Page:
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What you need to know for 01/23/2018

Local golf: VanAlstine fondly remembered for competitive edge

Local golf: VanAlstine fondly remembered for competitive edge

Audrey VanAlstine never lost her competitive edge — on or off the golf course. A Northeastern Women’

Audrey VanAlstine never lost her competitive edge — on or off the golf course.

A Northeastern Women’s Golf Association stalwart since 1972 and a longtime member of Pinehaven Country Club, VanAlstine was playing her favorite sport right up until the week she died. She passed away last week at age 84 due to complications from a stroke.

The Rotterdam resident and Cherry Valley native remained extremely active, even in her later years. The SUNY-Cortland graduate earned her Master’s degree from the University at Albany, and served as a guidance counselor in the Schalmont School District for 31 years.

After she retired, VanAlstine volunteered at the Schenectady Inner City Ministry and played golf as often as she possibly could.

“As so many of you know, she was a great golfer, a great competitor and a great athlete,” wrote NEWGA president Judy Myslilborski in a note to her members. “Audrey also was a teacher, an encourager, always enthusiastic and optimistic, and always enjoyed the game of golf with all. We will miss her and her smile.”

VanAlstine served the NEWGA in num-erous capacities in the last 40 years. In the NEWGA membership book, she had three levels of service checked — “S” for senior, “T” for tenured and “H” for honorary.

She never missed a Gazette Women’s Amateur tournament, and helped that event draw entries when the fields dwindled in the early 1990s.

She often matched up against much younger members at Pinehaven, but age, or handicap index, never mattered.

VanAlstine won seven senior women’s championships and four women’s club championships at Pinehaven, which became her second home.

“The thing I will remember the most about Audrey was her competitive spirit,” said Mary Ellen Burt, a former NEWGA champion and currently the Union College women’s basketball and women’s golf coach. “Whether she was playing against the best golfer or the worst golfer, it didn’t matter. She always wanted to win the tee box back after she lost a hole.”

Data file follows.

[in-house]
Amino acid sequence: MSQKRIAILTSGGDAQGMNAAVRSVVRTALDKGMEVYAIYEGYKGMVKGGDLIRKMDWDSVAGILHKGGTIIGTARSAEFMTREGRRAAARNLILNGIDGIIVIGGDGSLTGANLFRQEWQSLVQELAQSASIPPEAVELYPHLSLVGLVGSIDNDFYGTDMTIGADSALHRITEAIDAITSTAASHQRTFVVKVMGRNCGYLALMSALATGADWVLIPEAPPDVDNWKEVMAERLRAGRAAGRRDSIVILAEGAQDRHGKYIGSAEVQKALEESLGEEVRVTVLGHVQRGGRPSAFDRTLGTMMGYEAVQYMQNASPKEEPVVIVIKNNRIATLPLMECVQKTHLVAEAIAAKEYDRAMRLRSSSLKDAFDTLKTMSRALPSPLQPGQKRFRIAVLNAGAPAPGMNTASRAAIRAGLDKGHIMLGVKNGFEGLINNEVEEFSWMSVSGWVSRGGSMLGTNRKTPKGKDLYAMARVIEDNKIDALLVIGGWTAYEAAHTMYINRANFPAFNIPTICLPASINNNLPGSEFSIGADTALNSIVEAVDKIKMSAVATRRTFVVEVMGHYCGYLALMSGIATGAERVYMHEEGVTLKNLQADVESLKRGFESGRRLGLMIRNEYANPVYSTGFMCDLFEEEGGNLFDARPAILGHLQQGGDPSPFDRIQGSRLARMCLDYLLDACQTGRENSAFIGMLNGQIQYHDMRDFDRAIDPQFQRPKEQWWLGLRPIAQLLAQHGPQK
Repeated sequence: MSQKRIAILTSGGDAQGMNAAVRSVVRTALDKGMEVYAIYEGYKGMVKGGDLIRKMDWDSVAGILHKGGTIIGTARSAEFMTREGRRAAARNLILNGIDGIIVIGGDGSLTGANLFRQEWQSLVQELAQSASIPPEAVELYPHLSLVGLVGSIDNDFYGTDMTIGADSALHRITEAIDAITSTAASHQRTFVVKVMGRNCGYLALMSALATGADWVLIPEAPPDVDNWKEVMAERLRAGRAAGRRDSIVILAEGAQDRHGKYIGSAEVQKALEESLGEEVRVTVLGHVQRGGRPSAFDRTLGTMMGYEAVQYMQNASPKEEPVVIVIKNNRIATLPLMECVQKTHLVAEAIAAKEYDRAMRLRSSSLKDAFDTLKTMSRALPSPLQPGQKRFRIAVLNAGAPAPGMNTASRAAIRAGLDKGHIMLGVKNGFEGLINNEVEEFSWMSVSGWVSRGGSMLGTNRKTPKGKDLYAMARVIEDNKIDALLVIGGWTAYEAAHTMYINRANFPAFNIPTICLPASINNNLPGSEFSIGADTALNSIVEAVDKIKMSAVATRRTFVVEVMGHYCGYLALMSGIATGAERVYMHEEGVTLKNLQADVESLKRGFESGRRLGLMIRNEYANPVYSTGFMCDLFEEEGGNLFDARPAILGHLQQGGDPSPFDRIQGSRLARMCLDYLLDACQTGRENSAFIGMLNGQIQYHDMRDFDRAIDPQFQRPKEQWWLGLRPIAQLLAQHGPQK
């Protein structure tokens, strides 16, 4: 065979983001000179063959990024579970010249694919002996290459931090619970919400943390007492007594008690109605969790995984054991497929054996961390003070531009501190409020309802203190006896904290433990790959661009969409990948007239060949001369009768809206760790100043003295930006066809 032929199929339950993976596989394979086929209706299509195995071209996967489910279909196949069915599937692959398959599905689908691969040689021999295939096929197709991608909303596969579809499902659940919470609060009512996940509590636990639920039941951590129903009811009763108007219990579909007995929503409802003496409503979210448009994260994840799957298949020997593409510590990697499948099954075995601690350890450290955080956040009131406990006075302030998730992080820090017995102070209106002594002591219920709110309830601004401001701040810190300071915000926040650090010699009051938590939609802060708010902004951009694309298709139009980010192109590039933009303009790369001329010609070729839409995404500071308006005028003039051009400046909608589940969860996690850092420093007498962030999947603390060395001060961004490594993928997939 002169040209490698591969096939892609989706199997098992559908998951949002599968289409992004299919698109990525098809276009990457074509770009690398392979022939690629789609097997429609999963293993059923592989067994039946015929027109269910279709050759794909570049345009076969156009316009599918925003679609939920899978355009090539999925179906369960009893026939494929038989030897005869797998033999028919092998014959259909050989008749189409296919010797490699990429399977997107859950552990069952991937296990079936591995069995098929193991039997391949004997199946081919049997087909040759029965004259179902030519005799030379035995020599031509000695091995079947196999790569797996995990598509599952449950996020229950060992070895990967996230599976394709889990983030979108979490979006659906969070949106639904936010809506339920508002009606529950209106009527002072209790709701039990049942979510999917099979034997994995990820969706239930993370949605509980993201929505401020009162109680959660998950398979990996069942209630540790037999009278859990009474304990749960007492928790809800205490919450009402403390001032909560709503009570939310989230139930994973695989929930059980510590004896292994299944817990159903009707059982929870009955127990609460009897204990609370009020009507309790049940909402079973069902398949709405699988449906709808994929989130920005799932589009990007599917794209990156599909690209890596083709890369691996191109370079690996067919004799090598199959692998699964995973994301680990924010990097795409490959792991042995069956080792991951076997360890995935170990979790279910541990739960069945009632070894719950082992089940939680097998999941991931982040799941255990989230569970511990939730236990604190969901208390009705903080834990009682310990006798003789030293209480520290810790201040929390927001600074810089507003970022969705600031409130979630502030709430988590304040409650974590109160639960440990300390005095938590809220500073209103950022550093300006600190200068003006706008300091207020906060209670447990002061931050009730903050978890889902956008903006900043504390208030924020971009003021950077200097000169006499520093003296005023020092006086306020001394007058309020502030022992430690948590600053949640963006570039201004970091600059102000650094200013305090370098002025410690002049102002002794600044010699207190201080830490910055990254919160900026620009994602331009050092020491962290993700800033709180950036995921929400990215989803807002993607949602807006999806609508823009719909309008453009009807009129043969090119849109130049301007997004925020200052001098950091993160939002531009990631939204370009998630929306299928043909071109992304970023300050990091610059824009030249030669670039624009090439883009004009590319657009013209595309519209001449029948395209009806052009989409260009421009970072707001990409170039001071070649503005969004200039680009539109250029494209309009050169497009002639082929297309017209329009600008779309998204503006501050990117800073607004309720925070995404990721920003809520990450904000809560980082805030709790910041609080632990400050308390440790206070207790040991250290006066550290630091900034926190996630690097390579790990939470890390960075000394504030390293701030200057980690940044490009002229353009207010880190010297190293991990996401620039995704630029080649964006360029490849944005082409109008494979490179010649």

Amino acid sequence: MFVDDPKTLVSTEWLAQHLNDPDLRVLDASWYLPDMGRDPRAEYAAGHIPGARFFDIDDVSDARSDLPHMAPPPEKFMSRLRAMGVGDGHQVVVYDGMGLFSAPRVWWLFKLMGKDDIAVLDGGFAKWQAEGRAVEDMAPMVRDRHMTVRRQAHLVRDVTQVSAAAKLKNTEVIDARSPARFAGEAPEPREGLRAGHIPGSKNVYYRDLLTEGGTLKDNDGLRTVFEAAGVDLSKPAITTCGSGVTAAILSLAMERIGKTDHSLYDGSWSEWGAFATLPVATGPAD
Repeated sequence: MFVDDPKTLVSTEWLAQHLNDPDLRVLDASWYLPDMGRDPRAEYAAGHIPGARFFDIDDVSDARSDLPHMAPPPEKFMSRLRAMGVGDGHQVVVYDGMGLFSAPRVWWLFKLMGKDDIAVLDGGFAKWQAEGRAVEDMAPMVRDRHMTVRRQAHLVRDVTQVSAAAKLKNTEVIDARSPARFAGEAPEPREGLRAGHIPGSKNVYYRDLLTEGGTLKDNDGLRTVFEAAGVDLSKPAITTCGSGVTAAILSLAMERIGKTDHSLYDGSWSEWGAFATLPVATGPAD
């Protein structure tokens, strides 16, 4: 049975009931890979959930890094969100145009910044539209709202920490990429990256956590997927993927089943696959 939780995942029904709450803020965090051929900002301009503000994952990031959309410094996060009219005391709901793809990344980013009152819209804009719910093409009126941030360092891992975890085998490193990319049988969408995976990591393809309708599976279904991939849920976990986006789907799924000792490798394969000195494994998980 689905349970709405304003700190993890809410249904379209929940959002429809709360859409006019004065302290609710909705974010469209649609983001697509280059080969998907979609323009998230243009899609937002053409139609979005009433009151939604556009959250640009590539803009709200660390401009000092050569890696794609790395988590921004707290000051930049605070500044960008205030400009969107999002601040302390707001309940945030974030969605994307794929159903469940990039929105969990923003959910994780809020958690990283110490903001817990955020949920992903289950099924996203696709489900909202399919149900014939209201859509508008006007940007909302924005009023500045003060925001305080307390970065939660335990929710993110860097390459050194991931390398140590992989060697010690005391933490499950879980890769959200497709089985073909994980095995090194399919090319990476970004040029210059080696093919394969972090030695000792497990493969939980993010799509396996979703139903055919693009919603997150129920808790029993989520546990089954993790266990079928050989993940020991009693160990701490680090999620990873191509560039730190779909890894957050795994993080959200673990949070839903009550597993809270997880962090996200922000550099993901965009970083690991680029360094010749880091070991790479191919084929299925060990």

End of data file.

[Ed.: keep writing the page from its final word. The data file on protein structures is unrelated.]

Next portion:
Burt said one of her most memorable moments with VanAlstine happened just this year.

“I had a chance to play with her in our President’s Cup at Pinehaven, and we both made the finals. I had to give up quite a few strokes, but when I came out to play, I was wearing black, because I knew I would be playing the role of villain. Everybody was rooting for Audrey. I eventually beat her on the 17th hole, which was good, because if went to the 18th, I think Audrey would have won,” Burt said.

“Audrey was a friend of every golfer, whether they were from Pinehaven, Ballston Spa or Burden Lake. She was a welcome face in women’s golf.”

Fellow Pinehaven CC member Peg Cer-utti was often VanAlstine’s playing partner in team events.

“Audrey had an indomitable will. That’s the first thing that comes to mind,” Cerutti said. “Anyone lucky enough to be touched by her should feel fortunate, and I was lucky she called me friend.

“I played a lot of golf with Audrey over the years, and we won our share of tourn-aments together. But when we got older and our ball didn’t travel as far, it came down to making sure we got the tee box back. That’s what we played for.”

VanAlstine had a homemade swing that didn’t look as pretty as some of her competitors, but she had one special thing going for her.

“Audrey could putt her ball. She never lined up her putts or had a pre-shot routine. All she thought about was making a good stroke,” Cerutti said. “That’s how she handled her life, as well.”

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